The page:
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Roth v. Opiela

June 17, 2004

[5] MARTIN ROTH ET AL., APPELLEES,
v.
GERALD J. OPIELA ET AL., APPELLANTS.



[6] The opinion of the court was delivered by: Chief Justice McMORROW

[7]  Docket No. 96862-Agenda 8-March 2004.

[8]  This case concerns the proper interpretation of a stock purchase agreement between a closely held corporation and its shareholders. The stock purchase agreement at issue contains a mandatory buy-sell provision which provides that, upon the death of a shareholder in the corporation, the shareholder's estate must sell the shareholder's stock back to the corporation. An amendment to the agreement further provides, however, that if the shareholder has "specifically bequeathed or otherwise given" the stock to a direct descendant or descendants, then the mandatory buy-sell provision will not apply. The question regarding the stock purchase agreement which we must decide is this: When a shareholder of the corporation dies without a will, and his descendants inherit by intestate succession, can it be said that the shareholder "gave" his descendants their inheritance so as to fall within the exception to the mandatory buy-sell provision of the stock purchase agreement? The appellate court concluded that the answer to this question is "yes," if it is proven that the shareholder was aware of the laws of intestacy. No. 5-02-0492 (unpublished order under Supreme Court Rule 23). We conclude that the correct answer to the question is "no" and, for that reason, reverse the judgment of the appellate court.

[9]  BACKGROUND

[10]   The following facts, which are not in dispute, are taken from the pleadings and other materials of record. Great Southwest Oil & Gas Corporation (Great Southwest) is a Nebraska corporation doing business in Illinois. At the time of its incorporation, Great Southwest had three shareholders, Richard Roth, Gerald J. Opiela and Frank J. Weber. Each shareholder owned 1,000 shares of stock.

[11]   On May 9, 1989, the three shareholders entered into a stock purchase agreement with Great Southwest. In this agreement, the shareholders and the corporation expressed a desire to have the stock of Great Southwest "remain closely held in order to promote harmonious management of the Corporation's affairs." To this end, the agreement included a mandatory buy-sell provision which provides that, "[u]pon the death of a shareholder, his estate shall sell and the Corporation shall purchase the shares which were owned by the deceased Shareholder at his death."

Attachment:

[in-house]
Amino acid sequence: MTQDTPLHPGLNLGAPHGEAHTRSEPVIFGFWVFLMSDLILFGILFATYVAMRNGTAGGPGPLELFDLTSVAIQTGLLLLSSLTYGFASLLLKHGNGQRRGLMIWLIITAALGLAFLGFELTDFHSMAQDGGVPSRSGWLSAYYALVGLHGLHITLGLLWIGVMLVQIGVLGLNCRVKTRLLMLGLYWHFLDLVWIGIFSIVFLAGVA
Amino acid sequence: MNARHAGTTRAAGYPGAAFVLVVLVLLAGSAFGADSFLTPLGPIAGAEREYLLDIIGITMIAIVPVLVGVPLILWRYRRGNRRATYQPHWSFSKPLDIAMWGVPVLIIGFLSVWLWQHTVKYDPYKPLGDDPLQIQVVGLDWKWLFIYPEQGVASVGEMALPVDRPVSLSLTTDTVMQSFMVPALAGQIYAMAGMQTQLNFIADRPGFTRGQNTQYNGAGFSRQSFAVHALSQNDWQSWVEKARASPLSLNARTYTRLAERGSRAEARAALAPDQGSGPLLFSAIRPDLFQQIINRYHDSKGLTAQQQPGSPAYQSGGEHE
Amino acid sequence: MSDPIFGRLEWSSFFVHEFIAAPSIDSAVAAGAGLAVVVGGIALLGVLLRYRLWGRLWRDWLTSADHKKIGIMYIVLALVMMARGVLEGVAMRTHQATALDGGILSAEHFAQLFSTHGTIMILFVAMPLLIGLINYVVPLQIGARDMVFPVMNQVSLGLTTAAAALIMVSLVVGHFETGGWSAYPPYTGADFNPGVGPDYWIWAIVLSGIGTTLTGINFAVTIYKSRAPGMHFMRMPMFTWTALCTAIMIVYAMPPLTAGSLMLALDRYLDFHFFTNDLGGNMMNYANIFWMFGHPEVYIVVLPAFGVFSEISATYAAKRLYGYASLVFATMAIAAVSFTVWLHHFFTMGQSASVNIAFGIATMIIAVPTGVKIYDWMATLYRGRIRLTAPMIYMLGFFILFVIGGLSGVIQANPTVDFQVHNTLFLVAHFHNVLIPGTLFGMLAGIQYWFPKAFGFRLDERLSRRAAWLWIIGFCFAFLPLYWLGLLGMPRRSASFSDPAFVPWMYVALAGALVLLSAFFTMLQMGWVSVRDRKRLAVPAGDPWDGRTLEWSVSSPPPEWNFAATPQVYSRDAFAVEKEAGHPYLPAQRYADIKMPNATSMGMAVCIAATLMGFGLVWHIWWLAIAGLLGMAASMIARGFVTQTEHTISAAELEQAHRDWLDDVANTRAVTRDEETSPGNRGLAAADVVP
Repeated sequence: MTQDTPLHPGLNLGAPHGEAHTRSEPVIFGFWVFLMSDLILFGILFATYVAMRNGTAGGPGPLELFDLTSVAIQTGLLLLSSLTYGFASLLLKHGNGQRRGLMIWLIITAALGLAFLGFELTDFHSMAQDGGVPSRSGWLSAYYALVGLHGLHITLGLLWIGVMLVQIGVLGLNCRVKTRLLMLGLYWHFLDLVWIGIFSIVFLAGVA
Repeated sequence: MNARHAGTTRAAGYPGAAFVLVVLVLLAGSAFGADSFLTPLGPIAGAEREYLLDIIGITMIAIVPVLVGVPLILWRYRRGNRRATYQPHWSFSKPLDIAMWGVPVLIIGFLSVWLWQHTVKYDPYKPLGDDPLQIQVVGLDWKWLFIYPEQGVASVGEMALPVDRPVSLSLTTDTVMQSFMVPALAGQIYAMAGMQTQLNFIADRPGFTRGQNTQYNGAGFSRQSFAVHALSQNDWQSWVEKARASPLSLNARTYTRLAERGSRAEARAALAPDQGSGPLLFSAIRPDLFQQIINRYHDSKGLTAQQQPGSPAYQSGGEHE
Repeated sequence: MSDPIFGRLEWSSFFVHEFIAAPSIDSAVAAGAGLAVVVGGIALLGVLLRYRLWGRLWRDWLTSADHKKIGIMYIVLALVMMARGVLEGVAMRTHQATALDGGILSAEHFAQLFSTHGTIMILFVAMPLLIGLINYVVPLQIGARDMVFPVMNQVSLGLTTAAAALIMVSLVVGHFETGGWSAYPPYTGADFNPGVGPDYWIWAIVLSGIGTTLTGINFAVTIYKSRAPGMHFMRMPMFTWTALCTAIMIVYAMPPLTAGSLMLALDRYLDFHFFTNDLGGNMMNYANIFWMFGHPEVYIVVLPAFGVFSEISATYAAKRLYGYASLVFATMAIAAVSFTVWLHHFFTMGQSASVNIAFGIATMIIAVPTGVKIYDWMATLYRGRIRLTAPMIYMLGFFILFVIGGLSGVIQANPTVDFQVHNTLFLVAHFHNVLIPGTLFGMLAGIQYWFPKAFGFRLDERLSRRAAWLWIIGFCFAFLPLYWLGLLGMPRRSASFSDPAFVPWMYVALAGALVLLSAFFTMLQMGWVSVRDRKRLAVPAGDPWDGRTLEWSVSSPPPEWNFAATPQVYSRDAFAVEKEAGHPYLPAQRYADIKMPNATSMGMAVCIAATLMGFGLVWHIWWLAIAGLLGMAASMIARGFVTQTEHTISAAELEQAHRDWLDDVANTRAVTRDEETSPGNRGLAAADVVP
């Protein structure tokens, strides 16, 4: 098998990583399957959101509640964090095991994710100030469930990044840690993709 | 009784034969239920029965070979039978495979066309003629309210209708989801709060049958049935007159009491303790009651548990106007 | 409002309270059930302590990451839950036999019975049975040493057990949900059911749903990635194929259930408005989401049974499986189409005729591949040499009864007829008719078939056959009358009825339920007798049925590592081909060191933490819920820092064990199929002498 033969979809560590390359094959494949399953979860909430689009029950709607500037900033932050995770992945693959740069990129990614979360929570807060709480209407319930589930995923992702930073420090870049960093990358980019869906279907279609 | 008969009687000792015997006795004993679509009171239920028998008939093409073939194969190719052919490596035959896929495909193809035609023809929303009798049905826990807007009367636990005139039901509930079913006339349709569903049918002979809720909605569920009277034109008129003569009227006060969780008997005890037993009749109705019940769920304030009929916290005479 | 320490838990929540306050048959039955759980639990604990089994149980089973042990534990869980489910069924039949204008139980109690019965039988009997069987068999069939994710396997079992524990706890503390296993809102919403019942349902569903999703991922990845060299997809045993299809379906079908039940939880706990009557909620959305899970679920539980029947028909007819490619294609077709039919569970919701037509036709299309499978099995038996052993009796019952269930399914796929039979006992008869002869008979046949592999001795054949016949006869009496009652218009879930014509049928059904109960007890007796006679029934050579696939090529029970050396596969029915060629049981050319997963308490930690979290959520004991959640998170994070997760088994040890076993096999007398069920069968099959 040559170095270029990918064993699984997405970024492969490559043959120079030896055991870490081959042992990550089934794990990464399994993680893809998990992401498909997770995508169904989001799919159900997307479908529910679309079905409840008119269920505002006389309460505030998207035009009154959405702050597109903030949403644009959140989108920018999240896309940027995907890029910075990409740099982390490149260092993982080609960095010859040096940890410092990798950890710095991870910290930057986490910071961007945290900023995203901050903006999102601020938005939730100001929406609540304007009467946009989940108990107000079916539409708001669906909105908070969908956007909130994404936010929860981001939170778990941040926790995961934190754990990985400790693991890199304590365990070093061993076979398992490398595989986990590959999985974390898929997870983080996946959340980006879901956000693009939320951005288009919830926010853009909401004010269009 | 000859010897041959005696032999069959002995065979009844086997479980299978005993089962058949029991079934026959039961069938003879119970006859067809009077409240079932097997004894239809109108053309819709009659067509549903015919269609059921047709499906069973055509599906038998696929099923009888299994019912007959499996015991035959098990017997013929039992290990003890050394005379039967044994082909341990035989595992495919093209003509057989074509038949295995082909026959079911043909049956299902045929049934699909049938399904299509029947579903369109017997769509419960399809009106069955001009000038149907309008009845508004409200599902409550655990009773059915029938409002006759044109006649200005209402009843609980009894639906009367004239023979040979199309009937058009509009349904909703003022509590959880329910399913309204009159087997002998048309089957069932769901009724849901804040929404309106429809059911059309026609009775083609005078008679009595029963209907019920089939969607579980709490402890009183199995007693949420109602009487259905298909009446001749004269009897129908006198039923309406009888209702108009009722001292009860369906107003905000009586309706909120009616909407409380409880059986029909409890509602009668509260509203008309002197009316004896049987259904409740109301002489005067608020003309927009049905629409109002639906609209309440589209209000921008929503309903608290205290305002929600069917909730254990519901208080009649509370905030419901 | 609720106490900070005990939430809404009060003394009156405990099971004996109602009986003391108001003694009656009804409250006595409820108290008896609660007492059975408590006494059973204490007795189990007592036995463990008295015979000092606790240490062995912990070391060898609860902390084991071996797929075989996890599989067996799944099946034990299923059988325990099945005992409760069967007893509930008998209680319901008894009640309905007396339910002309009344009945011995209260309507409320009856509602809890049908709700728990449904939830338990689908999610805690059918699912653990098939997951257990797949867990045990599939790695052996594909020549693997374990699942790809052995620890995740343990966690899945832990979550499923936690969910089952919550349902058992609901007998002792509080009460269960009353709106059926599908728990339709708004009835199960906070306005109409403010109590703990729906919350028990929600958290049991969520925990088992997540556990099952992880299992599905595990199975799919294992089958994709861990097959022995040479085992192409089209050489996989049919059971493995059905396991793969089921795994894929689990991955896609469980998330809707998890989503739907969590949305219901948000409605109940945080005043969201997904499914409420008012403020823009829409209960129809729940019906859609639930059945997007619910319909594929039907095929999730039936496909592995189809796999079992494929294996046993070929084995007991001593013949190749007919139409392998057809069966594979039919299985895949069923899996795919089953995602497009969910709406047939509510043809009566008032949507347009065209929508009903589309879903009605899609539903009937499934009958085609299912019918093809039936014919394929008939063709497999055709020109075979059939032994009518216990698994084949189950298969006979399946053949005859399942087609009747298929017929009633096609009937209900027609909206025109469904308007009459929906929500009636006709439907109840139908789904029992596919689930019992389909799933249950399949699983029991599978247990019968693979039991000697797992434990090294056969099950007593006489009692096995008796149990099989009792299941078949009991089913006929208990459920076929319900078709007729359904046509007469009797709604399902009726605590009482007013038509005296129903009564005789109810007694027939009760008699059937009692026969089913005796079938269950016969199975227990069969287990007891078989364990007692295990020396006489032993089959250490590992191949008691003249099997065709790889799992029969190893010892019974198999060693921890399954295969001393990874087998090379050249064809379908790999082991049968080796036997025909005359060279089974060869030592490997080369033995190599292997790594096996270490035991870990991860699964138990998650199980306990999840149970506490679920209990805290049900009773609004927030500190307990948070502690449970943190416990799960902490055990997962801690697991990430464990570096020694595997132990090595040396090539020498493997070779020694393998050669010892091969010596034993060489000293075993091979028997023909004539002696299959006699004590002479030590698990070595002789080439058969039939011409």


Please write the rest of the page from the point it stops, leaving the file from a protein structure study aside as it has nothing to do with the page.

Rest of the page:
[12]   On March 18, 1997, Gerald J. Opiela conveyed his shares of Great Southwest stock to a qualified terminable interest property trust.

[13]   On December 22, 1997, Great Southwest and the three shareholders adopted a five-paragraph amendment to the stock purchase agreement. The majority of this amendment relates to the creation of a right on the behalf of the original stockholders to transfer stock to a direct descendant without the approval of the other shareholders. Paragraph one of the amendment expressly authorizes the original shareholders to "make a transfer, by gift or otherwise,"of Great Southwest stock to a direct descendant, provided that the aggregate number of shares so given does not exceed 249. Paragraphs two and three of the amendment set forth optional buy-sell provisions which, in the event of certain triggering events, give an original shareholder the first option to buy back stock that has been given to a direct descendant.